This just in. After an exhaustive investigation, The Daily Caller has confirmed that Attorney General Eric Holder (born Jan. 21, 1951) was 19 years old throughout most of 1970, and that he was not unaffected by the social upheavals of that time.
The DC has learned that Holder participated in student protests while at Columbia University, which back then was boiling over with debates not just about the Vietnam war but about the university’s relationship with the people who lived just outside the walls of ivy.
Oh, wait! The DC can’t claim a scoop on Holder’s involvement in protests. The Attorney General has long acknowledged that he was 19 in 1970 and that, indeed, he was a campus activist.
“I was among a large group of students who felt strongly about the way we thought the world should be, and we weren’t afraid to make our opinions heard,” Holder said at Columbia’s 2009 commencement exercises, as The DC recalled. “I did not take a final exam until my junior year at Columbia — we were on strike every time finals seemed to roll around — but we ran out of issues by that third year.”
But there’s more. As a freshman at Columbia, the future law enforcer participated in a five-day occupation of an abandoned Naval Reserve Officer Training Corps headquarters “with a group of black students later described by the university’s Black Students’ Organization as ‘armed,’” The Daily Caller has reported. “Black radicals from the same group also occupied the office of Dean of Freshman Henry Coleman until their demands were met. Holder has publicly acknowledged being a part of that action.”
Details of the students’ occupation, including the claim that the raiders were “armed,” come from a deleted Web page of the Black Students’ Organization at Columbia, a successor group to the Student Afro-American Society. Holder was a leader of the SAAS, which demanded that the former ROTC office be renamed the “Malcolm X Lounge,” The DC recounts.
In the kind of caveat that is customary among circumspect journalists, the DC acknowledged that, “Contemporary newspaper accounts in The Columbia Daily Spectator, a student newspaper, did not mention weapons.”
And that would be because there were no weapons, a Department of Justice representative said, dismissing the claims as “simply false.”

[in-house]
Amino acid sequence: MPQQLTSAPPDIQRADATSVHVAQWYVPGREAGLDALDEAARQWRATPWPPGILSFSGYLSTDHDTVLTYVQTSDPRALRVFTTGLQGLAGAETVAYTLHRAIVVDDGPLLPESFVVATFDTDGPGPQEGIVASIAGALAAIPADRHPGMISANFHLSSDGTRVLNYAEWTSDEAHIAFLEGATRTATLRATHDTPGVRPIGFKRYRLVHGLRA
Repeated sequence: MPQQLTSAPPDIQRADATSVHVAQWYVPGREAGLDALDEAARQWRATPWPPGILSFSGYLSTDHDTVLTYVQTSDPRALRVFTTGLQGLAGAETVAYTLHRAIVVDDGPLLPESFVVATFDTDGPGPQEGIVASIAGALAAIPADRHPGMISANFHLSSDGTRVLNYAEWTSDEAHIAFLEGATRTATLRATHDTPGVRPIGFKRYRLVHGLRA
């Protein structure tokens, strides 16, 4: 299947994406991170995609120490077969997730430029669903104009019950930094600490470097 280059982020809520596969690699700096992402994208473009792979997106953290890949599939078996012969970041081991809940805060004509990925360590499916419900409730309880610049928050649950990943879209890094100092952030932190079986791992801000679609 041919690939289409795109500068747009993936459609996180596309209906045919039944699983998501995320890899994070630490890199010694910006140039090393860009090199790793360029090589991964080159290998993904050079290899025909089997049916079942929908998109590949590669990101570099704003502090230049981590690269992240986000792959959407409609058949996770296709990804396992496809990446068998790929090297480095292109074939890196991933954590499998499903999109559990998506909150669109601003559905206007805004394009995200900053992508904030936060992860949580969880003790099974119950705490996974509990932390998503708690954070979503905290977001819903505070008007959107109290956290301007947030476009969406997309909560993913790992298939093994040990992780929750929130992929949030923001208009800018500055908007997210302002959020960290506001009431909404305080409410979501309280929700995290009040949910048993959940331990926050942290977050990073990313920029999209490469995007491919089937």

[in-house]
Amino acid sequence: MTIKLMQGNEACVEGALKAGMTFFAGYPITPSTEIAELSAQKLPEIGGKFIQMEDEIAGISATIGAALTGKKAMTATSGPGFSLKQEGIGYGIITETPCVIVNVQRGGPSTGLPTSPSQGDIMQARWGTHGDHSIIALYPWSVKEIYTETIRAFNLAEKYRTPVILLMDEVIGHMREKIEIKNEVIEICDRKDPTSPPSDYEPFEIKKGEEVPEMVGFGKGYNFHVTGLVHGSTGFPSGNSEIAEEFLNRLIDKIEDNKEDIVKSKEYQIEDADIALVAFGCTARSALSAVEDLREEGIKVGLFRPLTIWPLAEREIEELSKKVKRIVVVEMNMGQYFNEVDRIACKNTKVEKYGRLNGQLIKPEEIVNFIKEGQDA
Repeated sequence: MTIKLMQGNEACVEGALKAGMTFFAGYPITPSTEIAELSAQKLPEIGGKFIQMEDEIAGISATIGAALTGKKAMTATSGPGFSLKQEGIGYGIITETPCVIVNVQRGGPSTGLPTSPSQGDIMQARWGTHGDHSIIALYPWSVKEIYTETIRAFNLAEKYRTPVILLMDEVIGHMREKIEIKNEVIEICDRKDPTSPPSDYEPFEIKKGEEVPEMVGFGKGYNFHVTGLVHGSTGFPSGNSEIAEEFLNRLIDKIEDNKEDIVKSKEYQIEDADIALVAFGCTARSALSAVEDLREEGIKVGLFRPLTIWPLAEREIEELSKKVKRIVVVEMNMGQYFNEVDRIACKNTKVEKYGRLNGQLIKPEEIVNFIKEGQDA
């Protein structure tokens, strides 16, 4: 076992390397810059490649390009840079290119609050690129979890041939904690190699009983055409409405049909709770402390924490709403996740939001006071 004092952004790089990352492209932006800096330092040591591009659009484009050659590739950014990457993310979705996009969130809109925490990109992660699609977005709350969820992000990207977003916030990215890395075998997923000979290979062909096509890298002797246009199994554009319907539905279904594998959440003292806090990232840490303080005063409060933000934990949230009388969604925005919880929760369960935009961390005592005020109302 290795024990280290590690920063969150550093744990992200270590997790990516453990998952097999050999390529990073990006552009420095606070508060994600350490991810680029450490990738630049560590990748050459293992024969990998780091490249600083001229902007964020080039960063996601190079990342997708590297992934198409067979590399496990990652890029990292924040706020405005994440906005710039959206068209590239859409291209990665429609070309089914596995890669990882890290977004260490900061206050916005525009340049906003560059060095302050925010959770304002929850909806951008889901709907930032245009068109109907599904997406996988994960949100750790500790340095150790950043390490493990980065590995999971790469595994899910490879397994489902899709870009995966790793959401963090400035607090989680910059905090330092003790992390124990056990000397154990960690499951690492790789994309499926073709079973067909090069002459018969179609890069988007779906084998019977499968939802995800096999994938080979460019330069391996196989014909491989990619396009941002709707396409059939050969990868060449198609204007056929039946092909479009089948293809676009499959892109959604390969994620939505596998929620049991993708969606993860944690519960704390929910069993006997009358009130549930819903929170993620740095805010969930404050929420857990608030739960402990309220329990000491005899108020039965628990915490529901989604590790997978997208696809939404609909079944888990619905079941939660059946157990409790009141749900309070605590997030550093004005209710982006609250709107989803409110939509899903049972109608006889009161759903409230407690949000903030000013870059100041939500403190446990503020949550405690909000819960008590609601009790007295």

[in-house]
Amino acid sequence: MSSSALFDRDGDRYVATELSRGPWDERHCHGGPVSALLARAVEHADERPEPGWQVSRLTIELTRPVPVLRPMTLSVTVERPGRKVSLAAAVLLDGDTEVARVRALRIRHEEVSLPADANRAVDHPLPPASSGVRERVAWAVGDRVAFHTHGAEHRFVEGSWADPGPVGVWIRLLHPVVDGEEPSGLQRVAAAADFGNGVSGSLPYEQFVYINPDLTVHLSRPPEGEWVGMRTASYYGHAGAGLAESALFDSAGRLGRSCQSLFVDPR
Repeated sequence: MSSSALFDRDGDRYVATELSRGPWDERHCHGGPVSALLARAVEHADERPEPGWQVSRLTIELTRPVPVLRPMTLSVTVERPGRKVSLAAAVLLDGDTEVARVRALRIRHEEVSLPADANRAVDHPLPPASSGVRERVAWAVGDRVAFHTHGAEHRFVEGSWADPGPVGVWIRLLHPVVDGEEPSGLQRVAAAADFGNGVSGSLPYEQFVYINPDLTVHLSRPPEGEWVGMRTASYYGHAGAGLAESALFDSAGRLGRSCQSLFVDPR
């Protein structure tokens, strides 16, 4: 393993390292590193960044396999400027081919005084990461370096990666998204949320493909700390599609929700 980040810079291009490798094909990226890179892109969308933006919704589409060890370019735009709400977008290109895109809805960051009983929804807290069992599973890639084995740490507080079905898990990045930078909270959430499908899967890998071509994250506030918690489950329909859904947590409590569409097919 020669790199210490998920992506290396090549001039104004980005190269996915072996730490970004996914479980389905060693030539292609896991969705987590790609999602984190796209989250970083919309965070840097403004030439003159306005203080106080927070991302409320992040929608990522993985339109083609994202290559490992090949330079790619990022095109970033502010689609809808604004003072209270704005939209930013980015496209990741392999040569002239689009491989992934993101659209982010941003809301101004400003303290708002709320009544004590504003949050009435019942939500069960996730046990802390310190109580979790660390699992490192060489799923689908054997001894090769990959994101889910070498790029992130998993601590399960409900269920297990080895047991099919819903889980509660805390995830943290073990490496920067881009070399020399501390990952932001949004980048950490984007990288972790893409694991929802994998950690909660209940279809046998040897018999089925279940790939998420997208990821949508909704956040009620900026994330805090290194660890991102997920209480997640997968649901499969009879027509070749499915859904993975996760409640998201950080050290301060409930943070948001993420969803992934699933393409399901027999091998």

Ah, but the DOJ’s assertion that there were no weapons cannot be proved, not after all this time, and not after studying the young Holder’s hair style. He could have concealed a handgun, and maybe a couple of hand grenades, in his Afro. He just might not have been able to find them.
The DC, whose orientation could be described as somewhat right of center, has also sought to remind people of President Barack Obama’s former ties to the Rev. Jeremiah Wright, the Chicago pastor whose inflammatory racial remarks the president has repudiated.
Speaking of inflammatory remarks, The DC labeled the president “a phony baloney of the first order” and “a race-hustling hack.” All right, give The DC credit. It doesn’t succumb to ambiguity.
But back to the era of Eric Holder’s youth. Those who feel unalloyed nostalgia for it are probably too young to remember it. Some young people from that time wore flowers in their hair and were truly gentle when savoring the wonders of mind-altering substances. Others were much less gentle (see Manson, Charles). Some young people of conscience were protesting on campus, even dying on campus (see Kent State University, May 4, 1970), while other young people of conscience were dying in rice paddies half a world away.
So young Holder and his fellow protesters wanted to change things. Nothing wrong with that, unless one thinks that Art Buchwald was being serious some years ago, when he told a graduating class that he and his contemporaries were bequeathing them “a perfect world — so try not to screw it up.”